In the last few weeks, I’ve been painting, baking, hiking, planning trips – and it feels great! It just takes breaking the ice in some way. And the rest will follow. I think it was the idea of volunteering and the memories of our previous years spent serving others which lifted my sense of covidpression.

We have so much to be thankful for – still! We have so much power within ourselves to change our own story and to be part of changing others’ stories.

Wishing you love and contentedness during this season.

The Healing Power of Naps

Some mornings are hard. They come too early. They come on too strong and too bright and far too soon. The dogs need to be fed and the work is calling. Time to get up and go.

The very best thing about those mornings is a glimmer of promise of what the afternoon may bring.

And if the clock slows after lunch, your eyes struggle to stay open, you find yourself yawning, and you sit – just for a moment, and then suddenly, you’re wrapped in a momentary hug of sleep. AKA the nap.

I love the sweet touch of sleep at midday. Not everyday, of course, but some days it’s needed. I love the slow opening of the eyes, the sweeping in of a deep breath, and the stretch before I realize that sleep just wrapped me in a midday hug and it felt wonderful!

Naps have superpowers. They offer life-giving energy, a refresh to continue strong for the rest of the day. And… sometimes they stave off illness. When I’m not feeling my best, a nap puts me right! The Mayo clinic states naps increase alertness and relaxation while improving mood and performance.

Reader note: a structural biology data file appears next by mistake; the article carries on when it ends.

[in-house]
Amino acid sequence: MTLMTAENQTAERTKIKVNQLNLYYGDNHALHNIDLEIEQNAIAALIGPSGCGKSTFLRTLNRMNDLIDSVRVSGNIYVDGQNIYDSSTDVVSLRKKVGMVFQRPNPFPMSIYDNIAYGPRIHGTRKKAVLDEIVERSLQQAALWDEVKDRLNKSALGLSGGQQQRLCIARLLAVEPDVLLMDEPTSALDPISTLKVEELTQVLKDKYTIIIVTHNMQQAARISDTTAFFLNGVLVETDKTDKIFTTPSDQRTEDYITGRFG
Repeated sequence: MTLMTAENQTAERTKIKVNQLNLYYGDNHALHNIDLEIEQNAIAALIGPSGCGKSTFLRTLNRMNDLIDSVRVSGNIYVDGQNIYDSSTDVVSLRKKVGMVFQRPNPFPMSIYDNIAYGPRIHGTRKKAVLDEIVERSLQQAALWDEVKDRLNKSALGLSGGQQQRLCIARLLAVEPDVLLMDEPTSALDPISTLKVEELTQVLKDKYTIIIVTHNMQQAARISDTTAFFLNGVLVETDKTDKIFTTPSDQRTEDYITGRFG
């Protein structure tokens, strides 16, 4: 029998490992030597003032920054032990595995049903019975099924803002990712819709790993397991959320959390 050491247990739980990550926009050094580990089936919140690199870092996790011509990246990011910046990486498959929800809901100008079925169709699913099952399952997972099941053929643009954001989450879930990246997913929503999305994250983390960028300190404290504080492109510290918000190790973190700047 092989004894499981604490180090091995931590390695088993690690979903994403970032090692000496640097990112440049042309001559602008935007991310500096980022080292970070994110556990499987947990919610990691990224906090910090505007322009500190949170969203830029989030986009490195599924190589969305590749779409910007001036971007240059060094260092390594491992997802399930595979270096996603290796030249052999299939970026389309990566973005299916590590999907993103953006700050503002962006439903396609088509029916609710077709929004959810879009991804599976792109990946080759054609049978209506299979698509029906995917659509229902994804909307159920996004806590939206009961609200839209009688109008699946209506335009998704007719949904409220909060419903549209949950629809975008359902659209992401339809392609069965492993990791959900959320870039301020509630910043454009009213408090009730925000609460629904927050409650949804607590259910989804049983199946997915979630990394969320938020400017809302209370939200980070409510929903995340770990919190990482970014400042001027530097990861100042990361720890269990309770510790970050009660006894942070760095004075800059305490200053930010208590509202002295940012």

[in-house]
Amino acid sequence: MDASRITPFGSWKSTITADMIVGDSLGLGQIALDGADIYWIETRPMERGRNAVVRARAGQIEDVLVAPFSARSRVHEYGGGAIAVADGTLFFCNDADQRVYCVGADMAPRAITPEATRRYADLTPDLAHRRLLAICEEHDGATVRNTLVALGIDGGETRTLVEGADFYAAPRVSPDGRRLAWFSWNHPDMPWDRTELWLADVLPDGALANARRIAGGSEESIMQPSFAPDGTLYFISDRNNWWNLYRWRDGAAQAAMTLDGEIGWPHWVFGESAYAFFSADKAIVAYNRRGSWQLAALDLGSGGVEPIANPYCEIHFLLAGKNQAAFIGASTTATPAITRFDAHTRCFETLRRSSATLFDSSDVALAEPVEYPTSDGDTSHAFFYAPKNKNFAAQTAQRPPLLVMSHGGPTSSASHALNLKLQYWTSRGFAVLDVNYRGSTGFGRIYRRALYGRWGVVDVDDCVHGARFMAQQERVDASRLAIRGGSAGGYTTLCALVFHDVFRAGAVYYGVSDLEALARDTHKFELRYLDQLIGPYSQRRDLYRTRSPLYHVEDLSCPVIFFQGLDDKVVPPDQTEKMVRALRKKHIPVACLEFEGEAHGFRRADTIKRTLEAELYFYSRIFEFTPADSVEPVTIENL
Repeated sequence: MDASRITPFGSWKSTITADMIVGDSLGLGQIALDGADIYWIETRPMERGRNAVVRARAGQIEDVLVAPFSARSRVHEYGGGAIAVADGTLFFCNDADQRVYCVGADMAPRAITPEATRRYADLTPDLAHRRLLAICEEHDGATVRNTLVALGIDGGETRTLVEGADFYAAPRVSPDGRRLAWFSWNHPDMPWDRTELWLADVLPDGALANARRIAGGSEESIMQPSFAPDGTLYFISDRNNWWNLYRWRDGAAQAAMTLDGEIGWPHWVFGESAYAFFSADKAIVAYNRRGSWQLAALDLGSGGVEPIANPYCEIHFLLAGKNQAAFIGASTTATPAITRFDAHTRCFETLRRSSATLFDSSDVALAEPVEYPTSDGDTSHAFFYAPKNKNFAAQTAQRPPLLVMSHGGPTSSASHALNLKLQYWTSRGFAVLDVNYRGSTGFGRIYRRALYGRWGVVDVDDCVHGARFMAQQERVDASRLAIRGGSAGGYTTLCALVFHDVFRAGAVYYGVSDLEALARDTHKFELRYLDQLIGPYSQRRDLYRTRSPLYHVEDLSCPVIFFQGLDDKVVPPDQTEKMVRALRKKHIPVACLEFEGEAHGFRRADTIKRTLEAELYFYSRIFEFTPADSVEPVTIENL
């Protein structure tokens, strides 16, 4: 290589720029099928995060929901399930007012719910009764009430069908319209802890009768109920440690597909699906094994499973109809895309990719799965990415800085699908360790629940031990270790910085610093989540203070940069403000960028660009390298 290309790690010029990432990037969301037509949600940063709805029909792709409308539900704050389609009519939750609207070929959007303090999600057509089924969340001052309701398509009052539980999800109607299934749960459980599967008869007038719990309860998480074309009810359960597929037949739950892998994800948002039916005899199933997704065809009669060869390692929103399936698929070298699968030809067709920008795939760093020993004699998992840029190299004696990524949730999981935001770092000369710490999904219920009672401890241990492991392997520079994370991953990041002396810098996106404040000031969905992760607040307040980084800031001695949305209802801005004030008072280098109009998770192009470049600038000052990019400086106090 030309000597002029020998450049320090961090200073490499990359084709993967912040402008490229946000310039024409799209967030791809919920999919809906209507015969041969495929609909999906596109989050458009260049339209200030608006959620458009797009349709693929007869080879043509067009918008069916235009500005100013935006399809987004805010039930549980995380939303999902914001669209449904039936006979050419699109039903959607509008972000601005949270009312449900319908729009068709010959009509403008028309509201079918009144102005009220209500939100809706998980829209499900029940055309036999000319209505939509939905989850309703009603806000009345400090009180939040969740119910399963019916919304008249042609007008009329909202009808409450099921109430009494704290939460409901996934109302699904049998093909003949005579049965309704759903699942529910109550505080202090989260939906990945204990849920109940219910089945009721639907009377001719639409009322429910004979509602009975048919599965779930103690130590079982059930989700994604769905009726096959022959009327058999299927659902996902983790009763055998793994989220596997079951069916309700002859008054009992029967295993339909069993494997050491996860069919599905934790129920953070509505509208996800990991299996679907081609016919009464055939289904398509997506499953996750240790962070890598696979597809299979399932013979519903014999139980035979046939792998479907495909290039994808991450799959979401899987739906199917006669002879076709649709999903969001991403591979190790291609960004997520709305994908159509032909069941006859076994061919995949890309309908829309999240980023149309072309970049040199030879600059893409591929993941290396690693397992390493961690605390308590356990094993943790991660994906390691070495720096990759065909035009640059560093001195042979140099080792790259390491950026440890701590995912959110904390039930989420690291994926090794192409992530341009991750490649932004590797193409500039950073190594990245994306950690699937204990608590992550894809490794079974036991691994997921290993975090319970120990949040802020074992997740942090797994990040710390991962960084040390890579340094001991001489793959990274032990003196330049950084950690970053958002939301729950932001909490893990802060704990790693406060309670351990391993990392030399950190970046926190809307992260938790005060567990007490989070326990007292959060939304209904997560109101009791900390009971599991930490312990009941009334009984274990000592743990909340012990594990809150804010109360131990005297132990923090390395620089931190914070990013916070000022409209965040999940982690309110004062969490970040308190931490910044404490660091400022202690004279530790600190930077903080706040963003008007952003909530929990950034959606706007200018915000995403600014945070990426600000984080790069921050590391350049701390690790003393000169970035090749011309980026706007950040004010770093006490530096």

When my children were young and they got sick, I would give them a cup of secret bear tea and a nap. They thought it was the secret in the tea that made them feel better, but the secret was only the teaspoon of honey. The real secret to their wellness was the extra sleep which inspired their recovery.

Naps are not just for kids! Adults are afraid to admit they take naps or they are afraid to indulge in such childishness. But – when needed – naps are a gift!

Sleep – hugs can inspire, give us more energy to face the rest of the day. Sleep, in general, is healing. Not only for physical illness, but from all sorts of challenges.

What if We Chose This Life?

Ivy Getty’s Wedding

Have you seen this photo? I admit it took my breath away. For a moment, I thought it was a scene cut from the Great Gatsby. But there’s no Leonardo to be found. This is real. This is someone’s real life. Of course, in some abstract way, we know people are wealthy and have these lives and obviously get married in an extravaganza such as this. But, for a second, I forgot.

So enmeshed in my humble life, satisfied with my little home and my lovely garden, grateful for my girls, and proud of my job – that my mind neglected to remember that some people have larger lives.

I don’t think I’ve been to a concert venue as large as this scene since the Richfield Coliseum. (So long ago, it was before event centers were named for companies and instead for the cities in which they were built.)

Ivy Getty is a part of THE Getty’s. Granddaughter of John Paul – I know the name from The Getty Museum, which I’ve enjoyed on a number of occasions. They used to offer music on a Saturday evening while the galleries and gardens were opened late. Some people know John Paul Getty descended from the JPG The First who was (once) the richest man in the world.